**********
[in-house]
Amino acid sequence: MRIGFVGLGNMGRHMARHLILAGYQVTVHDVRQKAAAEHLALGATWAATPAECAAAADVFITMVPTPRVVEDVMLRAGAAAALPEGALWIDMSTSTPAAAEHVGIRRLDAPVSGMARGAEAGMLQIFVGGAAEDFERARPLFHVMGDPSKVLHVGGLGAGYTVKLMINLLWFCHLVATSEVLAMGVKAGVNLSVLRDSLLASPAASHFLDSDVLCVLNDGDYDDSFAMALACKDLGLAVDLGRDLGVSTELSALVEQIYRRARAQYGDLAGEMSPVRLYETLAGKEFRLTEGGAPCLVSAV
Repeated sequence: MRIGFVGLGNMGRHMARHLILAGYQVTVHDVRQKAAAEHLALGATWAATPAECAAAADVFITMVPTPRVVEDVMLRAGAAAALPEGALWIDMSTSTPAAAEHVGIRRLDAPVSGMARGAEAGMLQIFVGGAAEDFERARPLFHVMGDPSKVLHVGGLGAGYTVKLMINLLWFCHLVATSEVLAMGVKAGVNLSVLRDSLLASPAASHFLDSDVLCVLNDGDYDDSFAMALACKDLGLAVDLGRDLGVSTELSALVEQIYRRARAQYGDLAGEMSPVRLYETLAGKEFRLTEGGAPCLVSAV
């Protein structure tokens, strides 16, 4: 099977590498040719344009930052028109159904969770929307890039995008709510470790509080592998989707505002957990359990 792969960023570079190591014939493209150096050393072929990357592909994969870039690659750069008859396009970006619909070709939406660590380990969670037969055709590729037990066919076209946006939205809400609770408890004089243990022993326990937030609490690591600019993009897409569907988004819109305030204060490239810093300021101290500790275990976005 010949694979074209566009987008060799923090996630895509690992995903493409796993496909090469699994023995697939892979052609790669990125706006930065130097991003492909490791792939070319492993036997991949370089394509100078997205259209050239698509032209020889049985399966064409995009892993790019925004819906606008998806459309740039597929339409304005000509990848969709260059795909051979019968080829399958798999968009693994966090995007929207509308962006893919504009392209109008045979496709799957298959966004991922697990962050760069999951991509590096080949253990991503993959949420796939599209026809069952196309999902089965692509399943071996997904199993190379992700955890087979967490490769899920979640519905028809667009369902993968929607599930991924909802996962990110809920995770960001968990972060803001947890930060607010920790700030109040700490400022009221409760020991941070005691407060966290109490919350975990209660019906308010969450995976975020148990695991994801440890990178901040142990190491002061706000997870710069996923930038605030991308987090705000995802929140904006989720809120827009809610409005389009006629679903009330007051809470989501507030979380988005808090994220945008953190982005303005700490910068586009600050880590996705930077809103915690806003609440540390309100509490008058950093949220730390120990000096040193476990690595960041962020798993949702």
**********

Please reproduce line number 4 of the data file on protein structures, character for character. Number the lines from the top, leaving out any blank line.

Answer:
């Protein structure tokens, strides 16, 4: 099977590498040719344009930052028109159904969770929307890039995008709510470790509080592998989707505002957990359990 792969960023570079190591014939493209150096050393072929990357592909994969870039690659750069008859396009970006619909070709939406660590380990969670037969055709590729037990066919076209946006939205809400609770408890004089243990022993326990937030609490690591600019993009897409569907988004819109305030204060490239810093300021101290500790275990976005 010949694979074209566009987008060799923090996630895509690992995903493409796993496909090469699994023995697939892979052609790669990125706006930065130097991003492909490791792939070319492993036997991949370089394509100078997205259209050239698509032209020889049985399966064409995009892993790019925004819906606008998806459309740039597929339409304005000509990848969709260059795909051979019968080829399958798999968009693994966090995007929207509308962006893919504009392209109008045979496709799957298959966004991922697990962050760069999951991509590096080949253990991503993959949420796939599209026809069952196309999902089965692509399943071996997904199993190379992700955890087979967490490769899920979640519905028809667009369902993968929607599930991924909802996962990110809920995770960001968990972060803001947890930060607010920790700030109040700490400022009221409760020991941070005691407060966290109490919350975990209660019906308010969450995976975020148990695991994801440890990178901040142990190491002061706000997870710069996923930038605030991308987090705000995802929140904006989720809120827009809610409005389009006629679903009330007051809470989501507030979380988005808090994220945008953190982005303005700490910068586009600050880590996705930077809103915690806003609440540390309100509490008058950093949220730390120990000096040193476990690595960041962020798993949702």